The Effect of Outside Powers on the Arab-Israeli Conflict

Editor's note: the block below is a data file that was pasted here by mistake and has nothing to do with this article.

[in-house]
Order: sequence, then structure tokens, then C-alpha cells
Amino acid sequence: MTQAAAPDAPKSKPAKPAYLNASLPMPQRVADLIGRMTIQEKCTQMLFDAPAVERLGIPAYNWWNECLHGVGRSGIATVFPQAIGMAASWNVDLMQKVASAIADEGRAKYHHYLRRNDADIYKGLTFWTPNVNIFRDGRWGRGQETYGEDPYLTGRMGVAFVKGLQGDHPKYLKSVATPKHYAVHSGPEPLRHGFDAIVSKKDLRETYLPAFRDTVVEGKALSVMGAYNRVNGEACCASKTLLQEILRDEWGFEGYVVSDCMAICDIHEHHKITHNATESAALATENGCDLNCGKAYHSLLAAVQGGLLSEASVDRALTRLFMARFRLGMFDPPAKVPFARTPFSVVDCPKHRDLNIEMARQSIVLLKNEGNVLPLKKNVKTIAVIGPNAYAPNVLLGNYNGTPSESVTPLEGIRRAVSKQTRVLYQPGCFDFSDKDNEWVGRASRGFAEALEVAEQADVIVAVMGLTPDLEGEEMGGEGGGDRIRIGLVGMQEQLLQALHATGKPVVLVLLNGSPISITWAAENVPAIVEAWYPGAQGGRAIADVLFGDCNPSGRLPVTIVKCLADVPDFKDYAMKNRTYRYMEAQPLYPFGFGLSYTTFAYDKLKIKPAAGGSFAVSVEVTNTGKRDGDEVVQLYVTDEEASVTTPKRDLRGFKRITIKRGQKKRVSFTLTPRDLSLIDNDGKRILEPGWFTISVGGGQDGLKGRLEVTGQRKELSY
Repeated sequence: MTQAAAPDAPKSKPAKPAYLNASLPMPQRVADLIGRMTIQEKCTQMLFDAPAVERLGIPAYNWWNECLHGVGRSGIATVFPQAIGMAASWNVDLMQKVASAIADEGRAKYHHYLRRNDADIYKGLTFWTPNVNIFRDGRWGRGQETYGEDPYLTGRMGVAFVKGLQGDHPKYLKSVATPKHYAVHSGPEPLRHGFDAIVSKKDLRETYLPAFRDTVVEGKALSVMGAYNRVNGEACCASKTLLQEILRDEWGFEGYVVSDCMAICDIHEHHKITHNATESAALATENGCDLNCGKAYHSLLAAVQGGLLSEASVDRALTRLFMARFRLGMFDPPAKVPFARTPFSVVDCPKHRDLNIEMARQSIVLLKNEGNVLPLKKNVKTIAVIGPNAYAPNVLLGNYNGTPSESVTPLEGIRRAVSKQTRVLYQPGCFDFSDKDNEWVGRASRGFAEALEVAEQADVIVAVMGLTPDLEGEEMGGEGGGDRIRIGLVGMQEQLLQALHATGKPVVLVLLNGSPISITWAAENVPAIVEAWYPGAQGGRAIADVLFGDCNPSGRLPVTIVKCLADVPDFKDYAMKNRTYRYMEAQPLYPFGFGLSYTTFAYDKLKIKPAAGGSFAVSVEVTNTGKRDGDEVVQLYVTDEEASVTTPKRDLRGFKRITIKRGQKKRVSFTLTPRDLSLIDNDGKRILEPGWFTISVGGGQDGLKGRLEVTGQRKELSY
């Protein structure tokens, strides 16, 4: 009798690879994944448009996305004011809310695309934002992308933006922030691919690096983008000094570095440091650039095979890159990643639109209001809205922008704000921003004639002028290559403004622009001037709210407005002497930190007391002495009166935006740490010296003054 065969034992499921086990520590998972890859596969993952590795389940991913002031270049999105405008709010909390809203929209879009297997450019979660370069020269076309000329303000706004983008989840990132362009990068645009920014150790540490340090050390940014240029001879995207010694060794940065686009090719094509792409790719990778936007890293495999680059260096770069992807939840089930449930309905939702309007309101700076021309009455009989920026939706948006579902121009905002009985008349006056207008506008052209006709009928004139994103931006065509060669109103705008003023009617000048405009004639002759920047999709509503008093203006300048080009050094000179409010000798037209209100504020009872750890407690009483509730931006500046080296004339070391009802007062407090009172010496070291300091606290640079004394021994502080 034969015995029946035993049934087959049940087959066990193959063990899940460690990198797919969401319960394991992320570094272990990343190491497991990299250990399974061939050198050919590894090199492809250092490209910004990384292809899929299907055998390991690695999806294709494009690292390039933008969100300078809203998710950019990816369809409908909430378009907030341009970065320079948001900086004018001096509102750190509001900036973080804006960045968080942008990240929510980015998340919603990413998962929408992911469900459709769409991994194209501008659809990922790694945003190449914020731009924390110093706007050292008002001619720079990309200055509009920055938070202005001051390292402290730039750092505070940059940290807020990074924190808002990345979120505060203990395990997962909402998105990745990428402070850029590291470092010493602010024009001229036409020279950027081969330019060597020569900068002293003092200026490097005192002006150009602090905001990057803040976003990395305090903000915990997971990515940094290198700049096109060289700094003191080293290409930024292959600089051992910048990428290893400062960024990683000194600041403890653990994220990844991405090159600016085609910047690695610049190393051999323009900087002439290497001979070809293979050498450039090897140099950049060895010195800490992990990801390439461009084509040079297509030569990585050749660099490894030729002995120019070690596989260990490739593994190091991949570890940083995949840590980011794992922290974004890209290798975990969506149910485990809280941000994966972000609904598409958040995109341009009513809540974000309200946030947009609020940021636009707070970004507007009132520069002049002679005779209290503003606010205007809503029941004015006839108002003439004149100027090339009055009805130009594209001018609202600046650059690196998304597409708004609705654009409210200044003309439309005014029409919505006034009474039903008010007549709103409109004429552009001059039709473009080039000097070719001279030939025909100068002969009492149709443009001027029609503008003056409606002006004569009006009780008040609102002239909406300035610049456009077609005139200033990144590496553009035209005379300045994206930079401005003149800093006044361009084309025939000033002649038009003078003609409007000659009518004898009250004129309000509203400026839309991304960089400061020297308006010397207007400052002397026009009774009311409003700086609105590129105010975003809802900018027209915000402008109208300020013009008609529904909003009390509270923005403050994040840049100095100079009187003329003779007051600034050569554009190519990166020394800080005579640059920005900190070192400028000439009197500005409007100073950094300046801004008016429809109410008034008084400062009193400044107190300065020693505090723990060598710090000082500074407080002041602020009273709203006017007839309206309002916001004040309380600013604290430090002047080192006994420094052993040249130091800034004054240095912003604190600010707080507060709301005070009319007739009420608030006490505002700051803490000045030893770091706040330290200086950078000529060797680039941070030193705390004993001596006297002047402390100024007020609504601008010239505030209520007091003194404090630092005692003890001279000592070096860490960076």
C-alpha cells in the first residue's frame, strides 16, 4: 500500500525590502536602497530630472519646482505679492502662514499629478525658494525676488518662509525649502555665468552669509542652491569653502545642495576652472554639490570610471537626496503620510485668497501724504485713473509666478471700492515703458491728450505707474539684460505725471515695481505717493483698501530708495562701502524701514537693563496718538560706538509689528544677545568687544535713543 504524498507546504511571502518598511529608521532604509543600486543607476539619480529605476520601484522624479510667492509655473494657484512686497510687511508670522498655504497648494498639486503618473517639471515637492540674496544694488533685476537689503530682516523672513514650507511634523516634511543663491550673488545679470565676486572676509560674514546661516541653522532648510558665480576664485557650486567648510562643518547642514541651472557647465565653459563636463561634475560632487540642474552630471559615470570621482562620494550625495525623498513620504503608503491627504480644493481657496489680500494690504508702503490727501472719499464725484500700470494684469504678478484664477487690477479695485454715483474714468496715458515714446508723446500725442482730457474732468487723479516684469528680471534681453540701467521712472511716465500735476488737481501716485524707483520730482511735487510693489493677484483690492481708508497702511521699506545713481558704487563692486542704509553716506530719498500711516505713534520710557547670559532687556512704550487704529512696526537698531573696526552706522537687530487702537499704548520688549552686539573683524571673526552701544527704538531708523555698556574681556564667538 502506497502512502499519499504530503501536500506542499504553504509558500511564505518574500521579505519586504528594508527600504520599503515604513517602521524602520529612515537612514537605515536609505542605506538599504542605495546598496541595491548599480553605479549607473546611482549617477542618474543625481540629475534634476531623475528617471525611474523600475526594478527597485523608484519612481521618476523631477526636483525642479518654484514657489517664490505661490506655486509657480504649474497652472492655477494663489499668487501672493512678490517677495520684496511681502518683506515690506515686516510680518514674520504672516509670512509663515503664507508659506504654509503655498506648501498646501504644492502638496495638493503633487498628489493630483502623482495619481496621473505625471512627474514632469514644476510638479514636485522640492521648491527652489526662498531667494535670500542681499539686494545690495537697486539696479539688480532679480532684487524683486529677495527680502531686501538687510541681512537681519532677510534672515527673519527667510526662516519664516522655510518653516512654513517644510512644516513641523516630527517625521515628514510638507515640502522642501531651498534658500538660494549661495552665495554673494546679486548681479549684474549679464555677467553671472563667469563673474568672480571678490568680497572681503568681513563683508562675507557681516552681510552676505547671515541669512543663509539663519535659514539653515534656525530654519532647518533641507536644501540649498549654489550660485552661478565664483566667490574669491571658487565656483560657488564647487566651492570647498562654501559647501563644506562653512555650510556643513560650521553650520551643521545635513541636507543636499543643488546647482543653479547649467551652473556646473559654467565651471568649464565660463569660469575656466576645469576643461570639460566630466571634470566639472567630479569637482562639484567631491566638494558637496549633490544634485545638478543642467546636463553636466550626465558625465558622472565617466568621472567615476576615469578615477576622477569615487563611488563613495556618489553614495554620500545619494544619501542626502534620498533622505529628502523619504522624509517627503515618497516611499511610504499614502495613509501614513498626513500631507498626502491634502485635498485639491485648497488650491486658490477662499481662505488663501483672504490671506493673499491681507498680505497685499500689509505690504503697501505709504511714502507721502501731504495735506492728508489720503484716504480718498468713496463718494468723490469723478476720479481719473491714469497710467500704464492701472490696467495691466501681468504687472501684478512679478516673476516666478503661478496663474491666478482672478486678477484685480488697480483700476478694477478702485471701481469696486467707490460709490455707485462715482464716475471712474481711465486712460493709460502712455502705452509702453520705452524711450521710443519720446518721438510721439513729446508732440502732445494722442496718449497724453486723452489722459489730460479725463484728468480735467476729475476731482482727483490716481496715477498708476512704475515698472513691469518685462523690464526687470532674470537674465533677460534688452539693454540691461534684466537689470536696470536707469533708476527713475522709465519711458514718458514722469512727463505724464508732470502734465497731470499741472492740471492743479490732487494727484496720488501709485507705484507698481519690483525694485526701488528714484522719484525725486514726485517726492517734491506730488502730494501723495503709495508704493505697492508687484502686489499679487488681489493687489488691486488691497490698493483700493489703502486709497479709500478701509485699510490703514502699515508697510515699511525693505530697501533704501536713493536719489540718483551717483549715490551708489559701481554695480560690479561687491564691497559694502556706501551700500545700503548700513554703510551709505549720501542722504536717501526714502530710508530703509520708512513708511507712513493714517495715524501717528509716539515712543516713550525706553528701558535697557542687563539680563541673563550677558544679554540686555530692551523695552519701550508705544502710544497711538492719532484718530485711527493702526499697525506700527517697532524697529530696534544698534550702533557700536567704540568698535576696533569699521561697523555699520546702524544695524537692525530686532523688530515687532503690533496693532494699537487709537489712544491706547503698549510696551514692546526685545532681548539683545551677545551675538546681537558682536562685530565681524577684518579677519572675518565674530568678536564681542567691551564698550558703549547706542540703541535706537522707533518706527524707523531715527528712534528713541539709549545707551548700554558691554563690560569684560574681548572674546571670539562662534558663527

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The Effect of Outside Powers on the Arab-Israeli Conflict The tension in the Middle East is a constant problem; originating from both historical and religious claims to the area. It is strengthened, as both parties have convinced themselves that they are right, and are victims of the other side. Furthermore, it has been fuelled by the involvement of the Western powers, as well as the stubbornness of the Middle Eastern powers, not wanting to go the peace talks with the political incentive to resolve the problems at hand. As the Middle East is valuable for oil, and trading access (such as the Suez Canal), outside powers only seem to have their own interests at heart; since they are so dependant on these factors. A significant involvement, with the superpowers in 1948, is seen in the American recognition of the new state of Israel. This involvement, would have many motives, the US wanted to have an ally, in the area, in order to be able to have a source of oil, and trade route, with the Middle East. The involvement will also lead to the area becoming an extension of the Cold war, where the outside powers help arm either side, pushing them towards peace from war, rather than peace from negotiations. The US decided to back Israel, due to the massive Jewish lobby in America; again showing their own self-interests, rather than trying to find an ideal solution. Once communism collapsed, and so the Russian influence in the Middle Easr faded, the US no longer had to support Israel to maintain its influence; in doing so the Arabs began a surge of attacks against the Israelis, pushing them further from the peace talks. 1948 saw some dra... ... middle of paper ... ...rorism, showing how easily it is to start off violence, even though both sides are seen to have come to a political end. Due to the initial involvement of the outside powers, peace through negotiation I feel is now impossible. The Israelis believe that they can win through fighting, so they do not have the political will, during the peace talks. Similarly with the Arabs, as no one seemed to be consistently backing them, no peace talks were seen to represent them fairly. Also, by trying to stick to the so-called 'Road Map to peace' the outside powers have only arose suspicion from the Arab side, again making it near impossible to create a solution. Peace talks were impossible as they constantly avoided the initial problem of land; until this is done so, and supported by an unbiased power, peace will never be achieved.

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